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Battling on the front lines of a pandemic

Battling on the front lines of a pandemic Battling on the front lines of a pandemic

A Medford native is on the front lines of battling COVID-19 as an intensive care unit (ICU) nurse in New York City (NYC).

Corissa Quednow is a 2010 graduate of Medford Area Senior High School and is the daughter of Tom and Carmen Quednow of Medford. She has been working as a registered ICU nurse in New York City since April 6.

Quednow graduated from Winona State University in 2014 and moved to Tampa, Fla. right after graduation. She worked at Moffitt Cancer Center for about four years, three of which were in the ICU.

Most of 2019 she worked at Tampa General Hospital in the Surgical Trauma ICU. In Florida she met her now fiancé who is in the Air Force. In November 2019 they got a change of station and moved to Maryland. Quednow said she took two local travel nursing assignments before deciding to go to NYC on another assignment.

Quednow and her future sister-in-law Lauren Rusch came to New York City together to work in the ICU during the COVID-19 pandemic. New York leads the country in reported cases of COVID-19 with more than 313,000 confirmed cases and nearly 19,000 fatalities from the disease.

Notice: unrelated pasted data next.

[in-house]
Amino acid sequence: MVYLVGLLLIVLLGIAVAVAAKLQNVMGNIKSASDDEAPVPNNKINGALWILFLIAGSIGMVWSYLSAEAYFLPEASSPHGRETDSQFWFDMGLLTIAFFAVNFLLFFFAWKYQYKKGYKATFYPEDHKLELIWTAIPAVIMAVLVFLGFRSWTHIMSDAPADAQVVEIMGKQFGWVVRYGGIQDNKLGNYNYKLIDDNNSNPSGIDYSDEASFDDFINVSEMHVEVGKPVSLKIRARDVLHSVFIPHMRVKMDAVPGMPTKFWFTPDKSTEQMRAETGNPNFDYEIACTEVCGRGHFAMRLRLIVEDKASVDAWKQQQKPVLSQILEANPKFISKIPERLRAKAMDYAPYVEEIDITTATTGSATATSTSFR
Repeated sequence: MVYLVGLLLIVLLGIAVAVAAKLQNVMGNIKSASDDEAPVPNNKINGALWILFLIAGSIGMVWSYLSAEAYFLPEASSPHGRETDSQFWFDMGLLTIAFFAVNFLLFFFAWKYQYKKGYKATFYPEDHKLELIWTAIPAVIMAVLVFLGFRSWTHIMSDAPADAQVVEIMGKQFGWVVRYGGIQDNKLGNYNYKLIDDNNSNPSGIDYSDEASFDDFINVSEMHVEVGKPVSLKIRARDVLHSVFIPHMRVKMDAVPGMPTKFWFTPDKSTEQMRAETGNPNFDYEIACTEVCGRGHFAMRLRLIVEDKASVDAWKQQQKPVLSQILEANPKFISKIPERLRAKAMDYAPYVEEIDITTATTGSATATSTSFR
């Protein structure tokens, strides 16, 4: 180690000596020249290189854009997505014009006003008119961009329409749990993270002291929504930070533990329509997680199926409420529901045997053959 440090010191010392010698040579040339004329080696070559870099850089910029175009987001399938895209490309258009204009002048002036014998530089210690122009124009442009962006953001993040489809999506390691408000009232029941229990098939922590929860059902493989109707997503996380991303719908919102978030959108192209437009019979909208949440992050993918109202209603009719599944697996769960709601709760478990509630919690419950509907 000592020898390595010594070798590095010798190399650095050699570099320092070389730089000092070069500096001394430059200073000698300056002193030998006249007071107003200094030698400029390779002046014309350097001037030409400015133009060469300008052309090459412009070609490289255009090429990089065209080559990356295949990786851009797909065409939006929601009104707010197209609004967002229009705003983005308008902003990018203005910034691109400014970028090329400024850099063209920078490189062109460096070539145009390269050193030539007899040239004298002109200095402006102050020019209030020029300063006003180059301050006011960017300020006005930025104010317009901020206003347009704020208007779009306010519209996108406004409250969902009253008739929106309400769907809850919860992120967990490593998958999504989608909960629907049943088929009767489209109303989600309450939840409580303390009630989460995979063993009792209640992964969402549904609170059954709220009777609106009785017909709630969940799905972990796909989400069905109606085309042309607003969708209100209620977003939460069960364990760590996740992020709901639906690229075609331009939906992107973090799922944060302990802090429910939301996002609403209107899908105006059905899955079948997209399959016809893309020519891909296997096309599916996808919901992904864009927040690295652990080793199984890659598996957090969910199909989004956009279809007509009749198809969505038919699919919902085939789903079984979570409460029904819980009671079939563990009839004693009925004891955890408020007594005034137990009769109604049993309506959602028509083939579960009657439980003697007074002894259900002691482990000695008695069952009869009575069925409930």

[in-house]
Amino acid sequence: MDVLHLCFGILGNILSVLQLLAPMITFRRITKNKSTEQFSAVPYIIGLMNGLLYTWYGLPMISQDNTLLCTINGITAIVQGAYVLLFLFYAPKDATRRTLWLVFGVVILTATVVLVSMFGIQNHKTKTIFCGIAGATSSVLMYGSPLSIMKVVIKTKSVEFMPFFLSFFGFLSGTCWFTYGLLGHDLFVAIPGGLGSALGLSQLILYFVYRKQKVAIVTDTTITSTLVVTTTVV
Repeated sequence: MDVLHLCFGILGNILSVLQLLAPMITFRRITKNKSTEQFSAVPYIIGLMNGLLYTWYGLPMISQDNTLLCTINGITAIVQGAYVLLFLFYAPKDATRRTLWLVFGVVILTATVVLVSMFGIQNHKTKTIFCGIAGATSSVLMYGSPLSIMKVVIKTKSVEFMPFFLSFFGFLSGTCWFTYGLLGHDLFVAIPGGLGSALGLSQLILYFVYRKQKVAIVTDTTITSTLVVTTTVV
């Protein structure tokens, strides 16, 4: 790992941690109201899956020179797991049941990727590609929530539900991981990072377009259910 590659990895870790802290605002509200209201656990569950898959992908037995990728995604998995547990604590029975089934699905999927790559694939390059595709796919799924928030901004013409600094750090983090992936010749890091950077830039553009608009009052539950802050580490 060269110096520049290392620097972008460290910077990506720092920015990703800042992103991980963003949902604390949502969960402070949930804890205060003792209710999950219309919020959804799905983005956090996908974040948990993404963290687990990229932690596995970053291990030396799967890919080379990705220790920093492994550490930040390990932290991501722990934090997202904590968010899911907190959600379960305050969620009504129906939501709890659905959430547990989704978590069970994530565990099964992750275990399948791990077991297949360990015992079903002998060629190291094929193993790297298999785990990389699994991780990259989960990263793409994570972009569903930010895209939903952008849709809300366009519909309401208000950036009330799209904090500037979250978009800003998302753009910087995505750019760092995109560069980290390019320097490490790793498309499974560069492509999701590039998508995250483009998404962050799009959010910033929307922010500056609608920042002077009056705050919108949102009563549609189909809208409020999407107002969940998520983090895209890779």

Quednow recently took time to answer questions from The Star News and share her experience in working as an ICU nurse.

What is a typical day in your life? How has it changed due to COVID-19?

Typically as ICU nurses we spend the first 30 minutes getting a report on our assigned one to two patients. Usually there is time after that to dig into our patients charts to learn more about them, see what medications they’re on, and what we think they may need for the day so we can make a plan.

The hospital I’m assigned to in New York is almost completely COVID positive. We are in full PPE all day long instead of only when we go into the patients rooms. Upon arrival to the hospital, I go to the nursing office to clock in and find out which floor I am assigned to. I also get paper scrubs which I change into. Once I get to my unit, I put on a gown, shoe protectors, hair protection and my mask, which includes eye protection. We wear this all day, and add another plastic gown and gloves when entering patient rooms.

When I first got out to NYC we were needing to take care of four to eight ICU patients. Shift report was almost non existent, and it doesn’t leave any time for getting to know our patients. Now, we are finally becoming better staffed at taking our typical two patients per nurse, which is awesome because now we can somewhat go back to the nursing we are used to.

Taylor County has had (knock on wood) no confirmed cases and a lot of people here are saying the risk and alarm over equipment and ventilator shortages has been exaggerated. Has it been exaggerated or is this for real?

In my opinion, its real! The fact that Taylor Country is rural, and was well prepared is why it feels exaggerated, because the preparation has worked and kept people from getting sick.